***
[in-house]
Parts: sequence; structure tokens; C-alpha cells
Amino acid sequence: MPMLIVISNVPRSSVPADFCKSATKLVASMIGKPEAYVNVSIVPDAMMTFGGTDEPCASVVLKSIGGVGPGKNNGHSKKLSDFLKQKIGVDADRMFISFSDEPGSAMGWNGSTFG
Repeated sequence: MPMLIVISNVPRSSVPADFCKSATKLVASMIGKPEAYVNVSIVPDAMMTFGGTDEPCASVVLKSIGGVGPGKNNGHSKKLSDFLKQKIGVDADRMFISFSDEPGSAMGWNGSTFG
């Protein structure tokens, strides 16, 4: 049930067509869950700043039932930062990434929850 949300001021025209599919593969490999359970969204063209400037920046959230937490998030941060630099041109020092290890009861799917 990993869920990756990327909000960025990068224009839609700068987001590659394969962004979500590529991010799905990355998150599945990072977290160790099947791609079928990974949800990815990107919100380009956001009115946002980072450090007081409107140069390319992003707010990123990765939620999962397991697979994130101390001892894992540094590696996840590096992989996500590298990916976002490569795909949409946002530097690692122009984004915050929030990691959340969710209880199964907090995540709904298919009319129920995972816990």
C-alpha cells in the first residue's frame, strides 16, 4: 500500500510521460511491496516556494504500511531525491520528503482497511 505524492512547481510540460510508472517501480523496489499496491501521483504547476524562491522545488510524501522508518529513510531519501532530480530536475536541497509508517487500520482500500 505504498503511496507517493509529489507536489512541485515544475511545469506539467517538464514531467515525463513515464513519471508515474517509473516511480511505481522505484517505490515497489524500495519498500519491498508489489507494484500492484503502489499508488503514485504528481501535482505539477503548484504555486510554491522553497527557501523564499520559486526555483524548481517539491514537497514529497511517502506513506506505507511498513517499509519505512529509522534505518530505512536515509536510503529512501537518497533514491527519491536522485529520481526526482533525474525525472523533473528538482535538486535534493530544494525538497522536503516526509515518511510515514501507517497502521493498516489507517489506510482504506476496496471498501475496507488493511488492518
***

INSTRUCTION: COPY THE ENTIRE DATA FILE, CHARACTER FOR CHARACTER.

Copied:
[in-house]
Parts: sequence; structure tokens; C-alpha cells
Amino acid sequence: MPMLIVISNVPRSSVPADFCKSATKLVASMIGKPEAYVNVSIVPDAMMTFGGTDEPCASVVLKSIGGVGPGKNNGHSKKLSDFLKQKIGVDADRMFISFSDEPGSAMGWNGSTFG
Repeated sequence: MPMLIVISNVPRSSVPADFCKSATKLVASMIGKPEAYVNVSIVPDAMMTFGGTDEPCASVVLKSIGGVGPGKNNGHSKKLSDFLKQKIGVDADRMFISFSDEPGSAMGWNGSTFG
């Protein structure tokens, strides 16, 4: 049930067509869950700043039932930062990434929850 949300001021025209599919593969490999359970969204063209400037920046959230937490998030941060630099041109020092290890009861799917 990993869920990756990327909000960025990068224009839609700068987001590659394969962004979500590529991010799905990355998150599945990072977290160790099947791609079928990974949800990815990107919100380009956001009115946002980072450090007081409107140069390319992003707010990123990765939620999962397991697979994130101390001892894992540094590696996840590096992989996500590298990916976002490569795909949409946002530097690692122009984004915050929030990691959340969710209880199964907090995540709904298919009319129920995972816990």
C-alpha cells in the first residue's frame, strides 16, 4: 500500500510521460511491496516556494504500511531525491520528503482497511 505524492512547481510540460510508472517501480523496489499496491501521483504547476524562491522545488510524501522508518529513510531519501532530480530536475536541497509508517487500520482500500 505504498503511496507517493509529489507536489512541485515544475511545469506539467517538464514531467515525463513515464513519471508515474517509473516511480511505481522505484517505490515497489524500495519498500519491498508489489507494484500492484503502489499508488503514485504528481501535482505539477503548484504555486510554491522553497527557501523564499520559486526555483524548481517539491514537497514529497511517502506513506506505507511498513517499509519505512529509522534505518530505512536515509536510503529512501537518497533514491527519491536522485529520481526526482533525474525525472523533473528538482535538486535534493530544494525538497522536503516526509515518511510515514501507517497502521493498516489507517489506510482504506476496496471498501475496507488493511488492518